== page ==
RomanArmyTalk

Full Version: Best place to start reading
You're currently viewing a stripped down version of our content. View the full version with proper formatting.
So I have been a big fan of Roman history for a long time, but now I want to start really getting serious about researching/learning about Rome, which is part of the reason I joined this forum. So mainly I was wondering if you guys could point me to some good books to get to help me learn more about the Republic and early Empire of Rome, mainly the military, from what I have been seeing Plutarch seems like a good primary source to read.
Connolly's Greece and Rome at War is a little dated these days but it is still a pretty good introduction and it is beautifully illustrated.
*rubs hands* eeexcelleent… Welcome to the madhouse Big Grin

I highly recommend "Roman Military Equipment" by Bishop & Coulston. Still one of the best sources available. Connolly's "Greece and Rome At War" is a little outdated on some specifics, but still a very nice source and wonderful illustrations.

"The Complete Roman Army" by Adrian Goldsworthy is a good -general- reference, it can lead you to other sources and is a good "quick guide". Don't let the title throw you off, "The Complete" is a series of books.

"Aspects of Roman History 31BC - AD117" by Richard Alston, excellent overall look at all-things Roman, not just Military. Actually anything by Alston is excellent.

"Roman Military Dress" by Graham Sumner, there is also a 3-part series from Osprey Publishing ("Roman Military Clothing")

"The Roman Army: A Social Institutional History", Pat Southern

"Rome and the Barbarians 100BC - AD400", Osprey Publications - Ancient Society & History

All of these titles will have a lengthy works cited listing to look even more deeply at several sources, both Academic and "popular"

Also check Leg XX's pages, www.larp.com/legioxx

Do Not get anything from Dando-Collins. Just, don't. Tongue (While his work is all fun to read and all, his research and lack of academic sources leaves a lot to be desired, he also does some fanciful gap-filling)
Anything by Adrian Goldsworthy or Anthony Everitt is good. Particularly Everitt's "The Rise of Rome".
And of course Livy, Polybius, Tacitus......
Caesar for sure De Bello Gal. and Civ. both very interesting
Dio Casius as well
Bill Thayer has a nice online resource for classics at Lacus Curtius:
http://penelope.uchicago.edu/Thayer/E/Roman/home.html
Polybius, Sallust, Livy, Caesar, Tacitus and Ammianus Marcellinus. I'm reading Appian's Civil Wars right now and so far, so good.

Read the classics! You can order cheap used Loeb or Penguin versions online for a couple of bucks. Read the modern historians too, but definitely read those classics.
This is a very helpful thread. I will start reading these as well. Smile

- Augustine
For an excellent and detailed analysis of the last years of the Republic, I’d recommend "The Last Generation of the Roman Republic" by Eric Gruen.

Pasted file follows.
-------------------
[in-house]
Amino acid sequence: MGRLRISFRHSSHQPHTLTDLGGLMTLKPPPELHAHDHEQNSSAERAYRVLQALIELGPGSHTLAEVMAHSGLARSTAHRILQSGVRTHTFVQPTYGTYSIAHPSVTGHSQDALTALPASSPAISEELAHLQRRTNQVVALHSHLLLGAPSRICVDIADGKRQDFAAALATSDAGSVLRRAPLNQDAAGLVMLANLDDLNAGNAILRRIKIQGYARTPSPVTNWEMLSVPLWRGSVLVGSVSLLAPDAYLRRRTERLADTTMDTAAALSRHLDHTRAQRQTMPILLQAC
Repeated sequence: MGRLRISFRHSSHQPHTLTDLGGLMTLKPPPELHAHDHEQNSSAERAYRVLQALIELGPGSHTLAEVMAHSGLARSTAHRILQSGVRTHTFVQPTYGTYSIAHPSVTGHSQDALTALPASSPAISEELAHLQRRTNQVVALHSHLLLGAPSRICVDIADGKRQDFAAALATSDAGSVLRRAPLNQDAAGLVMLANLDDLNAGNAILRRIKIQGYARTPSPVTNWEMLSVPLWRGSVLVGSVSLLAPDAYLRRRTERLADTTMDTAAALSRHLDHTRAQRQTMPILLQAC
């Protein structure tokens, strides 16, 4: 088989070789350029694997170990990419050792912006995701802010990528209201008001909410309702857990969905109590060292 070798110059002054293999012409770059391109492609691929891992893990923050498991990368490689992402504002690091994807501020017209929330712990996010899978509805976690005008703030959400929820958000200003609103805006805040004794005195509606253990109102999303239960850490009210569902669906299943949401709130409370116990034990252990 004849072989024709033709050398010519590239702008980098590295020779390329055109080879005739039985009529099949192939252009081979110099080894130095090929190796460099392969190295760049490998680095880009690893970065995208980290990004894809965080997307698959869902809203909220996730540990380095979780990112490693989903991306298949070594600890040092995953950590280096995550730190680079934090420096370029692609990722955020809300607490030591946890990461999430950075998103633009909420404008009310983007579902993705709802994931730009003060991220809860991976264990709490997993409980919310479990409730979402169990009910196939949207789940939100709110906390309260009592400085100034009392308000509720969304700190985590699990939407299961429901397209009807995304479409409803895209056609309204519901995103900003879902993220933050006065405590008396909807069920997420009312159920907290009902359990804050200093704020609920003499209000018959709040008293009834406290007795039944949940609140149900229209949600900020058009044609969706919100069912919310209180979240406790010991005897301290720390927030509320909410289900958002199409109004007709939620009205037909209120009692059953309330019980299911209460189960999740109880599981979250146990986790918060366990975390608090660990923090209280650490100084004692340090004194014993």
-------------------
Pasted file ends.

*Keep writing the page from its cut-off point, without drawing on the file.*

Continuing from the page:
Rome was arguably one of the most militarized states in human history, and understanding Roman psychology has always fascinated me. The best detailed investigation of Roman imperialism from her beginnings through the Republic that I’ve found so far is "War and Imperialism in Republican Rome: 327-70 B.C." by William V. Harris.

For a similar, if slightly broader analysis of Roman strategy during the Empire, I’d highly recommend "Rome and the Enemy: Imperial Strategy in the Principate" by Susan Mattern.
Start with the original sources and then go on to the interpretations in modern histories is my recommendation.
Reading original sources aren't much help unless you have training in source analysis. You need to understand the agenda of the author, any evident bias, translation problems, untangling and prioritising contradicitons, etc. A good secondary source can help cut through this but the problem is identifying a "good" secondary source. IMO the best approach is to read a good secondary source and whenever a primary source is cited, go and read that particular passage to see what it really says - ideally in the original language. Once you have a foundation in the subject then start reading the classics in their entirety.
I think that trying to focus on the military side without understanding the overall history of Rome (and its surrounding contemporaries) can be a mistake. You will never truly "get" the military history if you don't understand what the "Conflict of the Orders" were, what the whole Punics Wars were about, or who the Gracchi were. If you can't wax poetically for 20 minutes about those three topics, among a myriad of others, than anything about Marian reforms, the Civil Wars, or anything after that will be completely out of context.

It sounds ridiculous, but grab a copy of The Complete Idiots Guide and the Dummies Guide of Roman history. Read those, take a few very brief notes, try to see if there is anything in particular that really grabs you time frame wise and then come back and ask some more in depth questions about where to look for sources.

If you read the original sources without a good foundation you will be very very confused probably. Baby steps. Craw, walk, run.